Breathing meditation


The breath is the bridge between the body and the mind. In yoga it's very important, laying the foundation for the different types of movements that you do during class.

The type of breath that you use in yoga differs by practice and the particular flow that you're working on. The different styles of breathing in yoga have different benefits. Some give you more energy and strength in your poses, while some help you relax and melt into positions.


Pranayama is the Sanskrit word that refers to breath work in yoga. "Prana" means "life force" and "yama" means "to control", so pranayama means to control the breath. When you work on your breath in yoga you are deliberately changing the way you breathe to help you with whatever pose you're in.

Normally, breathing is involuntary, meaning you don't have to think about breathing all the time. Instead, your nervous system regulates your breath so that you can focus on other things.

By focusing on your breath in yoga you gain more control over your body. For example, breathing shallow breaths rapidly, like a panting dog, increases your heart rate, giving you energy. This type of breathing might be done before your practice starts to make you more awake and alert.

A slow, calm breath decreases your heart rate and makes you more relaxed — such as at the end of practice in Savasana. Pairing the correct breath with your yoga practice helps you get the most out of every pose.

Breathing exercises recommended

Ujjayi The next form of breath control is the most commonly practiced in yoga. Ujjayi breath means “victorious breath” in Sanskrit and is sometimes called the “ocean breath.” Ujjayi breath is an audible breath. This is formed by partially closing the epiglottal passage or slightly closing the throat. Much like Samavrtti, this breath is even. To practice Ujjayi close your mouth and breath in slowly and continuously for four counts. Exhale in the same manner, keeping the breath in through the nose. This form of breath control is said to help tone the internal organs, improve concentration, and more.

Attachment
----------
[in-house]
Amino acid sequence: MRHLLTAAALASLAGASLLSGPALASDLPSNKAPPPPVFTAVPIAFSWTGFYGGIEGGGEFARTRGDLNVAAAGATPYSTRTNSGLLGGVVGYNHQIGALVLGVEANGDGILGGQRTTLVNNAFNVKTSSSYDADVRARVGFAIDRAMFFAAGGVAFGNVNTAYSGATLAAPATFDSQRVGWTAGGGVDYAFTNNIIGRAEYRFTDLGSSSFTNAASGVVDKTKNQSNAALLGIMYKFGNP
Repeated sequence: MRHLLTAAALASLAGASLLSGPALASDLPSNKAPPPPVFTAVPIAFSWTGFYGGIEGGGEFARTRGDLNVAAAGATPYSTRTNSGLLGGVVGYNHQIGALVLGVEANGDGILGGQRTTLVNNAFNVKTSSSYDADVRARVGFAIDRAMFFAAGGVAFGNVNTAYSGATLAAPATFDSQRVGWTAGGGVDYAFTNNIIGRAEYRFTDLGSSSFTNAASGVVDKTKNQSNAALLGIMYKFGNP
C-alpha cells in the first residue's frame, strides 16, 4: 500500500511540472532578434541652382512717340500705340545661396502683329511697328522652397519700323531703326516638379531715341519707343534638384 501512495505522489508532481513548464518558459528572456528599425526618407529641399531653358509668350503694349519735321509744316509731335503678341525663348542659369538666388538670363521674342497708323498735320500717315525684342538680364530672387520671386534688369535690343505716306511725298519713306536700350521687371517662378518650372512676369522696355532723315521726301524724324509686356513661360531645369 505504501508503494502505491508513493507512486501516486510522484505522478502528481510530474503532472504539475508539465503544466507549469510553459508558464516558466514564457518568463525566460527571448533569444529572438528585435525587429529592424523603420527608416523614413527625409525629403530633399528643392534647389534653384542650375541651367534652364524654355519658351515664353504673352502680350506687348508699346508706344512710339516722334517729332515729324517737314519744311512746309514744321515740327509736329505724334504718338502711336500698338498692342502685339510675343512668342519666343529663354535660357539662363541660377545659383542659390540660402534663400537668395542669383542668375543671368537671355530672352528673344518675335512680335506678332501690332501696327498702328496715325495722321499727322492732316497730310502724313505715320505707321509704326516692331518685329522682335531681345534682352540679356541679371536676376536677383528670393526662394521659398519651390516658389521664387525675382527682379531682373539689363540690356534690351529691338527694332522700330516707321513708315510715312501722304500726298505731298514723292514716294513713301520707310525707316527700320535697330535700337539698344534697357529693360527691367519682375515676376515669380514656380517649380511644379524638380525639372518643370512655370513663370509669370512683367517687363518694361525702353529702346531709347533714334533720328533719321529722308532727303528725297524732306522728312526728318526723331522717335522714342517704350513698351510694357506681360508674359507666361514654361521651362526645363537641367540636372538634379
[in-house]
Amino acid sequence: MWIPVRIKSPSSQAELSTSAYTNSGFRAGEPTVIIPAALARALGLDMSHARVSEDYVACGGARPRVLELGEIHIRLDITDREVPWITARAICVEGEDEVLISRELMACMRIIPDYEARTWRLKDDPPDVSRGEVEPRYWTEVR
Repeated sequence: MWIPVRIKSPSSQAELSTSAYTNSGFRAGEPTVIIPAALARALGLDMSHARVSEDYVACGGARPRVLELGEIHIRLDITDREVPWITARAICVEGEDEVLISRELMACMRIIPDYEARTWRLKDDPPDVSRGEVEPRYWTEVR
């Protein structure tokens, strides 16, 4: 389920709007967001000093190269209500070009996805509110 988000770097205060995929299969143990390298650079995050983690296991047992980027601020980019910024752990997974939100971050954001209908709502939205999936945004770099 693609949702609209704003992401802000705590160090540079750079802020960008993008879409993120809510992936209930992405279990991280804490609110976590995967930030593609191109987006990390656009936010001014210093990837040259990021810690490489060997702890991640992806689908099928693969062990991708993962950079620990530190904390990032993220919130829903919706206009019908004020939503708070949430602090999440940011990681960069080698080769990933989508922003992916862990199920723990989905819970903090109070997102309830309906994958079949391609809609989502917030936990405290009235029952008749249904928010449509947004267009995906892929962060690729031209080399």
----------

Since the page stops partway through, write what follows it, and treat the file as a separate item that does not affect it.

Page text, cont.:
Kumbhaka: This is the practice of holding one’s breath, which is where this form draws its name. Kumbhaka in Sanskrit means “to retain the breath”. Continuing to build on the pranayama previously described, begin with Ujjayi. Once you have established a comfortable rhythm, hold your breath for four to eight counts in between every four breaths. In the beginning your Kumbhaka or retention should start off shorter. As you become more practiced in this art, begin increasing the retention. Also one may begin to reduce the number of breaths in between the retentions. Kumbhaka is believed to strengthen the diaphragm, restore energy and cleanse the respiratory system.

Kapalabhati : Kapalabhati is a traditional internal cleansing technique (kriya), and can be used as a simple warm-up for formal pranayama. Kapalabhati consists of alternating short, explosive exhales and slightly longer, passive inhales. Exhales are generated by powerful contractions of the lower belly (between the pubis and navel), which push air out of the lungs. Inhales are responses to the release of this contraction, which sucks air back into the lungs. Focus on your lower belly. Many beginners aren't able to isolate and contract this area. If needed, cup one hand lightly in the other and press them gently against your lower belly. Now quickly contract (or pump your fisted hands against) your lower belly, pushing a burst of air out of your lungs. Then quickly release the contraction (or your hands), so the belly "rebounds" to suck air into your lungs. Pace yourself slowly at first. Repeat eight to 10 times at about one exhale-inhale cycle every second or two.

As you become more adept at contracting/releasing your lower belly, you can increase your pace to about two exhale-inhale cycles every second. Imagine the exhale sweeping out or "brightening" the inner lining of your skull.

Benefit of breath control and holding exercises

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